Okinoshima Island 沖ノ島
A sacred island shrouded in mystery and ritual
A solitary monk lives on Okinoshima, an island and UNESCO World Heritage Site some 60 kilometers off the coast of Fukuoka Prefecture . With the exception of a single day, visitors are strictly forbidden here.
Okinoshima is just under one square kilometer in size, but its place in Japanese history far outstrips its physical dimensions.
The island's lone inhabitant is one of about two dozen Shinto priests who spend 10-day intervals here, praying and guarding against intruders
Up to 200 men can travel to the island on May 27 to remember the Japanese and Russian service personnel who died in battle in the Sea of Japan in 1905
How to Get There
The island is not connected by any form of public transport. However, every year a small festival is held, and around 200 men are allowed to visit the island.
World Heritage history
Okinoshima is home to one of the three Munakata Taisha shrines associated with Munakata City , and is generally off-limits to the public. However, every year there is a festival in which approximately 200 men are allowed to visit the island. Unfortunately, it is forbidden for women to visit under any circumstances.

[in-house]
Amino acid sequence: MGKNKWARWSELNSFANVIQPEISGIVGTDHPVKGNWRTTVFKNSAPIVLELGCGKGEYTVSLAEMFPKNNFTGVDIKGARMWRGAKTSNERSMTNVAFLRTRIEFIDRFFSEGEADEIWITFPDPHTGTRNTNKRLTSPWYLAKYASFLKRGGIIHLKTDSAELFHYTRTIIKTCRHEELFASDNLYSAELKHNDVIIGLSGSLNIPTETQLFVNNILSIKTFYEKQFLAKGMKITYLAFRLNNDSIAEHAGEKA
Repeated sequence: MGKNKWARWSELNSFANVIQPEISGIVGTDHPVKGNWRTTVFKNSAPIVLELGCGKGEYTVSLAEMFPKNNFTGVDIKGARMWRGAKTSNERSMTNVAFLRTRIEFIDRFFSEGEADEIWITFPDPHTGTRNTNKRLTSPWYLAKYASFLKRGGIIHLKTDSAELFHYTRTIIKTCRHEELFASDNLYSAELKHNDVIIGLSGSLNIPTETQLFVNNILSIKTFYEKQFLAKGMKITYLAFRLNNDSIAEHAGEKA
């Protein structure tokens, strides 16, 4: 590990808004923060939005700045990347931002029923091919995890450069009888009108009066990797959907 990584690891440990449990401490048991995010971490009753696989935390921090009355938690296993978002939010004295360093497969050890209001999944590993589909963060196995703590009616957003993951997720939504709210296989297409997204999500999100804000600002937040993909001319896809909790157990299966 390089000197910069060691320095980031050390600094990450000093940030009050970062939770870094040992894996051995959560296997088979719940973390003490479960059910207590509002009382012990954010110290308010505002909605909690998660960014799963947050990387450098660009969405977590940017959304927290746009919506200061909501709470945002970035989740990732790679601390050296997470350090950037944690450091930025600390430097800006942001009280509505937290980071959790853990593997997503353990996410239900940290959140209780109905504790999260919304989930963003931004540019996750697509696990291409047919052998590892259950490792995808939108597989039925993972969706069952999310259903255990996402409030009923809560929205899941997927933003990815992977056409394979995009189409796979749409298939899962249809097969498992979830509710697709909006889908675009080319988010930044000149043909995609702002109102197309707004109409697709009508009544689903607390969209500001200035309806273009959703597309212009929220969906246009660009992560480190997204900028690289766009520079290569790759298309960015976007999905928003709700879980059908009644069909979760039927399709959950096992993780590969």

Munakata Taisha Shrine
The island's only inhabitant is a monk employed by Munakata Taisha Shrine to maintain Okitsu-gu Shrine, located in the southwest part of the island. The shrine was established in the mid-17th century and has been in much the same condition since it was last rebuilt in 1932.
The island gained status as a UNESCO World Heritage site on July 9, 2017 along with two other Munakata Shrines associated with Munakata City .
Around 80,000 artifacts brought as gifts from overseas have been found on the island, some dating to the first millennia have been found on the island, which was a popular trading stop on the route between South Korea and Fukuoka Prefecture .
The artifacts include gold rings from the Korean Peninsula. Since their discovery, these artifacts have been declared national treasures and are now housed at Hetsu-miya Shrine.
Rules to heed
In the rare case of being allowed to visit Okinoshima, before setting foot on the island, you must first take off your clothes and undergo a cleansing ritual. When leaving, you are not allowed to take away any souvenirs, including small objects such twigs, pebbles, or blades of grass. You also are not allowed to disclose any details of your visit.
* The information on this page may be subject to change due to COVID-19.